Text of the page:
More important for the Erdoğan government than long-term strategy, however, is its short-term survival—a trait it shares with the Trump administration. Two immediate concerns frame the Turkish view of the Trump White House and the United States more generally: Turkey’s request for extradition of the cleric and alleged coup leader Fethullah Gülen from the United States, and the fallout from the US sanctions case that recently convicted the Turkish banker Hakan Atilla, and which involves the Turkish-Iranian businessman Reza Zarrab. The fact that Gülen remains in the United States is read in Ankara as proof of US complicity in the coup attempt. Seemingly in response to the US refusal to extradite Gülen, Turkey arrested a US consular staff member in Istanbul, which then sparked the temporary mutual suspension of the visa regime in October 2017. Hakan Atilla has been convicted of infringement of the US sanctions against Iran.4 Yet, it is the major corruption allegations against Erdoğan’s inner circle, which emerged from the proceedings, and the revelations of key witness Reza Zarrab that are cause for concern at the “palace”—Erdoğan’s new residence in Ankara. Sanctions could, in theory, also be applied to Turkey. Hefty fines for Turkish banks are more likely. In any case, more anti-Americanism is unavoidable.

Turkey, it is important to remember, is officially still an ally of the United States and in fact the only country in the region whose relationship with Washington has been conducted through NATO. Unlike Middle Eastern client states such as Egypt, Turkey has had a say, albeit limited, in the decisions on military and security policies to which it is subjected. This position of relative autonomy vis-à-vis the United States, however, is now coming to an end. Turkey is gradually absconding from the transatlantic alliance, which indicates a new and unpredictable phase in Turkey’s international orientation as much as it is a sign of the relative decline in importance of the United States in the world.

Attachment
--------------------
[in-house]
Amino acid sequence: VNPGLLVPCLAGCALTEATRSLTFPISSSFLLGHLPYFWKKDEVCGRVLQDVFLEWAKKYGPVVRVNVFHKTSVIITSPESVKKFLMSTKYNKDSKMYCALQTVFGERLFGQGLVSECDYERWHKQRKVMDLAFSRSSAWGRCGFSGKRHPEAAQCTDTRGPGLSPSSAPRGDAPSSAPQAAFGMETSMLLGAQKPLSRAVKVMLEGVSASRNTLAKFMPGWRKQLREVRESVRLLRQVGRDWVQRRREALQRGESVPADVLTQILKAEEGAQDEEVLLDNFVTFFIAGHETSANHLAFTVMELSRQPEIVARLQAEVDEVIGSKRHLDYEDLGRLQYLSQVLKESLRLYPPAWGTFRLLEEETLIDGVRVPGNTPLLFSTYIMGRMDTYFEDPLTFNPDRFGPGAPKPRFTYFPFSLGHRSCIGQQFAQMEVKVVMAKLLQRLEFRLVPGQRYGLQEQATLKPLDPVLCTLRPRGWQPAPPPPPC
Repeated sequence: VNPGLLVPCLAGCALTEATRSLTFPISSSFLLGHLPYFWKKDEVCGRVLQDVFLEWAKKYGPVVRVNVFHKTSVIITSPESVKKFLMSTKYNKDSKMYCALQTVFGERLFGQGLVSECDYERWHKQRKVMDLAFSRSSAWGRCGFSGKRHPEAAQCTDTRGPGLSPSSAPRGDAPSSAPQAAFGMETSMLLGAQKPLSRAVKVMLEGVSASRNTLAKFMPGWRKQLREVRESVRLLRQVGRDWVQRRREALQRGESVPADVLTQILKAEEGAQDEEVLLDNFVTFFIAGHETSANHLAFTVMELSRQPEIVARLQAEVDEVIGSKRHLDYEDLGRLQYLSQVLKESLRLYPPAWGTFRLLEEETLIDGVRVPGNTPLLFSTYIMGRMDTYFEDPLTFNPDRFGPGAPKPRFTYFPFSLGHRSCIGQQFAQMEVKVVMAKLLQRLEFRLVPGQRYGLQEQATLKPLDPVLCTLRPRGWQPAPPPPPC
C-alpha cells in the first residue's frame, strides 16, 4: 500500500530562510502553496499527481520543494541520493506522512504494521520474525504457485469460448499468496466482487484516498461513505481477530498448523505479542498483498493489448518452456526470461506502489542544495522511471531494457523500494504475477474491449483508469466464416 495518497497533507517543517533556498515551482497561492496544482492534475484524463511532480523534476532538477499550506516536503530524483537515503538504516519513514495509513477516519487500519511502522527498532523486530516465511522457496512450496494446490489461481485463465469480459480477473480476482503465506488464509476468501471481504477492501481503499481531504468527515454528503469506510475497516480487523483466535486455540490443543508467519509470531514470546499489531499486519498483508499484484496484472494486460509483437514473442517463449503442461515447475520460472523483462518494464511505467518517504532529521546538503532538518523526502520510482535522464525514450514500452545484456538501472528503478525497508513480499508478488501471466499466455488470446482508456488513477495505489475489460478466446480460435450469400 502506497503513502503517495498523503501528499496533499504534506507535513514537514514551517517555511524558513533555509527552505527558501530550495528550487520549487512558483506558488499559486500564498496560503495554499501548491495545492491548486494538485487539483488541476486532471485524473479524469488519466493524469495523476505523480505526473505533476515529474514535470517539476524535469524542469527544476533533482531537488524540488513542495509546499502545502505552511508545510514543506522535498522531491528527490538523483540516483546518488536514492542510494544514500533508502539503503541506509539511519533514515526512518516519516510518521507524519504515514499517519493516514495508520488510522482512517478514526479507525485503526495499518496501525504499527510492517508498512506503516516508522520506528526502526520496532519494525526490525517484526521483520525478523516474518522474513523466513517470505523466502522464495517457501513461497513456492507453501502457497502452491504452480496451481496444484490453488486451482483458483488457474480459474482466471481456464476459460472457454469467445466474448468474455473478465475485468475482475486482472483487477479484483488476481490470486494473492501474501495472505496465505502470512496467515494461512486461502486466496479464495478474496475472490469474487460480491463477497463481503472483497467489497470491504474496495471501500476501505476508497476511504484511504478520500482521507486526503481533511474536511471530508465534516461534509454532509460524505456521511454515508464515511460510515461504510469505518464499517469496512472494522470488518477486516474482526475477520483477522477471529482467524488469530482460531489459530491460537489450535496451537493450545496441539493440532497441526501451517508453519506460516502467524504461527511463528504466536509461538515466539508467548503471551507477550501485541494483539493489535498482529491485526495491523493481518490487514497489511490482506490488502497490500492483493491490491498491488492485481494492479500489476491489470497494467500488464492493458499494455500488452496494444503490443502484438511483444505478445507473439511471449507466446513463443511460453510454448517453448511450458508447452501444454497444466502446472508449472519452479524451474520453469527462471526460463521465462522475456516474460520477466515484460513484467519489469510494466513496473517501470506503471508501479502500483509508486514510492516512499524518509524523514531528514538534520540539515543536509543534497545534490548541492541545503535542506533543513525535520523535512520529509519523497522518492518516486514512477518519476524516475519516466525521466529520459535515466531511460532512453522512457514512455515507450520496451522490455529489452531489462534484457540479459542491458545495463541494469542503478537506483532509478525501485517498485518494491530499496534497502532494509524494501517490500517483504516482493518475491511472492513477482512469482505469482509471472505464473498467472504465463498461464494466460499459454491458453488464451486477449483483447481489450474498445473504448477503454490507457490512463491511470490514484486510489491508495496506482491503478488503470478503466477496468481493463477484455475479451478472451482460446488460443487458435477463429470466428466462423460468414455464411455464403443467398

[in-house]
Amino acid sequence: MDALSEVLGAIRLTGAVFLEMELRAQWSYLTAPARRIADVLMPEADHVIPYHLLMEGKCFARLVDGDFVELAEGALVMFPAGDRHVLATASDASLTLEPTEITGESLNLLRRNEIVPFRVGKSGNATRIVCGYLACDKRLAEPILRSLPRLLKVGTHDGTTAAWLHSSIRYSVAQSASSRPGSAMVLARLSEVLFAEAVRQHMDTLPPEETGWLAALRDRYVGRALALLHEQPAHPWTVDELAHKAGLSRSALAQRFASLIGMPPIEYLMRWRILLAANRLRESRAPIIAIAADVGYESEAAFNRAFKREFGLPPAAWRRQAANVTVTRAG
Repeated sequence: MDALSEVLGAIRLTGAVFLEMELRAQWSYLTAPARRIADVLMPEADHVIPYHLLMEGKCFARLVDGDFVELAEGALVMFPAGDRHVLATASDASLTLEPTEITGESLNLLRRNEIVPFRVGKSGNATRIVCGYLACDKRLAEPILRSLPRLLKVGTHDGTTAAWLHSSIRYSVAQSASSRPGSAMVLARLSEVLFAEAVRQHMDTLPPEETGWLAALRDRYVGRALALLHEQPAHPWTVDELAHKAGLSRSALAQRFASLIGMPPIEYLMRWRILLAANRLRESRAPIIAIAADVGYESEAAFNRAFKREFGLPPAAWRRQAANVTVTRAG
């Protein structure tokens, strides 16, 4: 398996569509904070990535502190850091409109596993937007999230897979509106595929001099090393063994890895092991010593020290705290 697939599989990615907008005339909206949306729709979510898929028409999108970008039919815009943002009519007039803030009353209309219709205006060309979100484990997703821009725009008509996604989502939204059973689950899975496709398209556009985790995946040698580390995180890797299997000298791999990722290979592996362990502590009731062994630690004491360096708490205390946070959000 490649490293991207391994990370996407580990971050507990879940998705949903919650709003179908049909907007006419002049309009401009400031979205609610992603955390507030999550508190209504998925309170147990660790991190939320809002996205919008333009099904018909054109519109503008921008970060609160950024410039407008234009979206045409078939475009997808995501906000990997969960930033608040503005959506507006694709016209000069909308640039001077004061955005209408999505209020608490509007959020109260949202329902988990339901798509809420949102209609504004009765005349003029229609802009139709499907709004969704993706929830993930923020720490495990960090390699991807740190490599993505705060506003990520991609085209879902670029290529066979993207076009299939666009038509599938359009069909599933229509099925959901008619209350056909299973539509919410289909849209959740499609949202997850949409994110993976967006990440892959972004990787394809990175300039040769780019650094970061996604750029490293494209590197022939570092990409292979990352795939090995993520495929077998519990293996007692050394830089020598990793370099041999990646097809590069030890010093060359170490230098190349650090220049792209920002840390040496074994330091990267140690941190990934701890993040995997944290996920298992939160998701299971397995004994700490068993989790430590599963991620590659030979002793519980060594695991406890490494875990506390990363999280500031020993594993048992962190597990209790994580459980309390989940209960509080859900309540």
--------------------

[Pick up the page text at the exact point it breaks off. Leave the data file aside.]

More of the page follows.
The increasingly unclear location of real power in Turkey applies to the United States too. How much power the Trump administration is really able to exert through foreign policy, particularly in the Middle East, remains to be seen. So far, Turkey has been treated with a strange mix of ignorance and an absence of long-term strategy. The two states are involved in major disagreements, from the role of Kurdish military units in the Syrian war and against ISIS, to the detention of American citizens in Turkey. It would be naive to believe that Turkish-American relations can survive this current situation without lasting damage. Yet, as seen from Ankara, the short-term problem is not Trump, but Gülen and Atilla. From the strategic long-term angle, the problem is again not Trump, but America and the West in its entirety, whose global power Turkey’s current hegemons see as a thing of the past. They may not be entirely wrong, but they are unlikely to be around long enough to witness its demise.


[1] Stephen M. Walt, “Trump Isn’t Sure if Democracy Is Better Than Autocracy,” Foreign Policy, November 13, 2017. [2] Metin Gurcan, “The Rise of the Eurasianist Vision in Turkey,” Al Monitor, May 17, 2017.
[3] Metin Gurcan, “Russia’s Winning the War for Turkish Public’s Trust,” Al Monitor – Turkey Pulse, November 20, 2017.
[4] Semih Idiz, “Erdoğan Trouble Continues with US Indictment,” Al Monitor – Turkey Pulse, September 13, 2017.

How to cite this article:

Kerem Öktem "Turkey Dispatch," Middle East Report 283 (Summer 2017).